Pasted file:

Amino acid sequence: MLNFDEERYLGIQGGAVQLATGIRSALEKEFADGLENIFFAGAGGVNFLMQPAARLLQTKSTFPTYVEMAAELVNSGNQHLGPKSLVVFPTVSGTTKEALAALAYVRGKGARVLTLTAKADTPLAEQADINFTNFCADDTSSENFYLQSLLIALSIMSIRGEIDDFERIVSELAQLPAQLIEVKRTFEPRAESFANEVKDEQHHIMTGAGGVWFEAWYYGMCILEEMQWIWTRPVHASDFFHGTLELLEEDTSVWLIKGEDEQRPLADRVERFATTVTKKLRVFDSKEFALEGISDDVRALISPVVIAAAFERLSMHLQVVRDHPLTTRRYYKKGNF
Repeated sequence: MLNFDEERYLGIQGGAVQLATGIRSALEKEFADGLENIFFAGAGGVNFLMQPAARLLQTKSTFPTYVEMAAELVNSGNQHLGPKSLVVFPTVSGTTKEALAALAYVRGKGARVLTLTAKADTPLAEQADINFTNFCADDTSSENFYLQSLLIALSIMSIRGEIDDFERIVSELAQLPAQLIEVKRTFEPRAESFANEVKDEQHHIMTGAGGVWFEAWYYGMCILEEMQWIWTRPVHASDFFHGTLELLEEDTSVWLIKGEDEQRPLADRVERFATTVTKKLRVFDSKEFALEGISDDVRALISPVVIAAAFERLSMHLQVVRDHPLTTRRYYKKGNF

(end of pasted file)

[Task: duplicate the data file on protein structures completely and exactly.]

Amino acid sequence: MLNFDEERYLGIQGGAVQLATGIRSALEKEFADGLENIFFAGAGGVNFLMQPAARLLQTKSTFPTYVEMAAELVNSGNQHLGPKSLVVFPTVSGTTKEALAALAYVRGKGARVLTLTAKADTPLAEQADINFTNFCADDTSSENFYLQSLLIALSIMSIRGEIDDFERIVSELAQLPAQLIEVKRTFEPRAESFANEVKDEQHHIMTGAGGVWFEAWYYGMCILEEMQWIWTRPVHASDFFHGTLELLEEDTSVWLIKGEDEQRPLADRVERFATTVTKKLRVFDSKEFALEGISDDVRALISPVVIAAAFERLSMHLQVVRDHPLTTRRYYKKGNF
Repeated sequence: MLNFDEERYLGIQGGAVQLATGIRSALEKEFADGLENIFFAGAGGVNFLMQPAARLLQTKSTFPTYVEMAAELVNSGNQHLGPKSLVVFPTVSGTTKEALAALAYVRGKGARVLTLTAKADTPLAEQADINFTNFCADDTSSENFYLQSLLIALSIMSIRGEIDDFERIVSELAQLPAQLIEVKRTFEPRAESFANEVKDEQHHIMTGAGGVWFEAWYYGMCILEEMQWIWTRPVHASDFFHGTLELLEEDTSVWLIKGEDEQRPLADRVERFATTVTKKLRVFDSKEFALEGISDDVRALISPVVIAAAFERLSMHLQVVRDHPLTTRRYYKKGNF